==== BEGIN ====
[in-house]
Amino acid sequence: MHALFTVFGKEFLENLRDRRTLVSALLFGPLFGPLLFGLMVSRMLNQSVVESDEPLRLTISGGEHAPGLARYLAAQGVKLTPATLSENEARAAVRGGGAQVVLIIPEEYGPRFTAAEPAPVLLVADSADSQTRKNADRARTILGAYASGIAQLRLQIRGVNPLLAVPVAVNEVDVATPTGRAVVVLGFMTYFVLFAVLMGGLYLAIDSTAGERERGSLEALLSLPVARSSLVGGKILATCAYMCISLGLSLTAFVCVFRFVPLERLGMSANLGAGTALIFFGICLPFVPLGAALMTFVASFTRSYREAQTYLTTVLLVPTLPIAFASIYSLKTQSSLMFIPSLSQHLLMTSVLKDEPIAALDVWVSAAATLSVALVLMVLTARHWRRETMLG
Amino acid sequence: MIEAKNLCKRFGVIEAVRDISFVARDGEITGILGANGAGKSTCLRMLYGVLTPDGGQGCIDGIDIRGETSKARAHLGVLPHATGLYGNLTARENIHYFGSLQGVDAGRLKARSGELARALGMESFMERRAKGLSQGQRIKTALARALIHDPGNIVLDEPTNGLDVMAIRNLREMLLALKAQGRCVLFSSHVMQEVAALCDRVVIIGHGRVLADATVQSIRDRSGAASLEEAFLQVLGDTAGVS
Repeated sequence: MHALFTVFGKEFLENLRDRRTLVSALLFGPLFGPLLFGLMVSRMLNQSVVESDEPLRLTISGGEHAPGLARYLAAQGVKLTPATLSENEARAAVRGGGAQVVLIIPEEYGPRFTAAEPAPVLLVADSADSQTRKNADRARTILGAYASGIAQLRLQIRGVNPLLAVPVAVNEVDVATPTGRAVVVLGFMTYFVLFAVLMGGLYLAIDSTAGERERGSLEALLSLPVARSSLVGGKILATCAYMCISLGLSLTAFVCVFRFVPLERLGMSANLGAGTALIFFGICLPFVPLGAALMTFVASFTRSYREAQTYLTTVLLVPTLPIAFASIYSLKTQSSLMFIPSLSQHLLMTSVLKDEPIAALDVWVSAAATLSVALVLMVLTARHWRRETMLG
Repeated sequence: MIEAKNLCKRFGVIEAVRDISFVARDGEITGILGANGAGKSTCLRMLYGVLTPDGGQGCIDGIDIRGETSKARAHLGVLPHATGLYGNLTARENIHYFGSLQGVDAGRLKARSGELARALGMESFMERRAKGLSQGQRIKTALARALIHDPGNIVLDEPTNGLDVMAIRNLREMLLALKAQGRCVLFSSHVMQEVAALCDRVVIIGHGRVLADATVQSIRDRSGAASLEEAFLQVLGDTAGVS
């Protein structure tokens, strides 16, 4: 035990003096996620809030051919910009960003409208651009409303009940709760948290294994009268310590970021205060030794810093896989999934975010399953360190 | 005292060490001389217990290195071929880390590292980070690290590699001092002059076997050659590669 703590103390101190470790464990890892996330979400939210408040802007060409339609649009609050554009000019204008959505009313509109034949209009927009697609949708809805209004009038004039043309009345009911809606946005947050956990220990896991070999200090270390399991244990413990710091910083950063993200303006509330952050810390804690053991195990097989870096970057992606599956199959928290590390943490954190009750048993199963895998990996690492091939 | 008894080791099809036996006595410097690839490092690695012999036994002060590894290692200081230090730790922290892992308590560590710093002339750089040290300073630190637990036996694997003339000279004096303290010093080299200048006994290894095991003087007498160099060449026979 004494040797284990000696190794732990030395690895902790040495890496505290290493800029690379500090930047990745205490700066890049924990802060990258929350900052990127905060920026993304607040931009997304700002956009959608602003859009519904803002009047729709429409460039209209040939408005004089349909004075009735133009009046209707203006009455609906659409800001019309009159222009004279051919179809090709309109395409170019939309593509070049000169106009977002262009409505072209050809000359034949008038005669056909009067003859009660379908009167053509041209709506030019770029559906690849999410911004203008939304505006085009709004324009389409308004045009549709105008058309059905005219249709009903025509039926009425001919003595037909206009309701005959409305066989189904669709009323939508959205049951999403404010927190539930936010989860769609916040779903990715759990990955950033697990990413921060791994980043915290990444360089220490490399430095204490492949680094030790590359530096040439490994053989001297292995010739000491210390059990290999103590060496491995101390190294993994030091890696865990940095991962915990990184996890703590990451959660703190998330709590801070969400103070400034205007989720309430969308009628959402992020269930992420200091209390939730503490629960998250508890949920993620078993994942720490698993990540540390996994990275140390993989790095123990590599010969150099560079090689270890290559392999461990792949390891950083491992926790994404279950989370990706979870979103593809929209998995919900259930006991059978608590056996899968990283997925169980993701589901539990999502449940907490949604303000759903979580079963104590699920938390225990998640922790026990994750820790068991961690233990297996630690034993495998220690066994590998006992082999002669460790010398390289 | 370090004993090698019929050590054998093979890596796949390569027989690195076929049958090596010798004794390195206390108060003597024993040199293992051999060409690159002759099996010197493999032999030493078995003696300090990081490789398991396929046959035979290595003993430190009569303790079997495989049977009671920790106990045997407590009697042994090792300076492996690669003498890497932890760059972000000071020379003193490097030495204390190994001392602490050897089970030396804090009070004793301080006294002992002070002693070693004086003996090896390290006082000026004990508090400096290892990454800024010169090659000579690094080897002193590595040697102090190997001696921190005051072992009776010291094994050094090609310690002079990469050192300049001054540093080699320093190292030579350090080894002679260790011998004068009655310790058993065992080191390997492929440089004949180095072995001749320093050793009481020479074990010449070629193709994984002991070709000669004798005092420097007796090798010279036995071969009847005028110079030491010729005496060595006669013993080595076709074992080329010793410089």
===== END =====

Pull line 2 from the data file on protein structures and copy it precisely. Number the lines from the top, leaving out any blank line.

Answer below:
Amino acid sequence: MHALFTVFGKEFLENLRDRRTLVSALLFGPLFGPLLFGLMVSRMLNQSVVESDEPLRLTISGGEHAPGLARYLAAQGVKLTPATLSENEARAAVRGGGAQVVLIIPEEYGPRFTAAEPAPVLLVADSADSQTRKNADRARTILGAYASGIAQLRLQIRGVNPLLAVPVAVNEVDVATPTGRAVVVLGFMTYFVLFAVLMGGLYLAIDSTAGERERGSLEALLSLPVARSSLVGGKILATCAYMCISLGLSLTAFVCVFRFVPLERLGMSANLGAGTALIFFGICLPFVPLGAALMTFVASFTRSYREAQTYLTTVLLVPTLPIAFASIYSLKTQSSLMFIPSLSQHLLMTSVLKDEPIAALDVWVSAAATLSVALVLMVLTARHWRRETMLG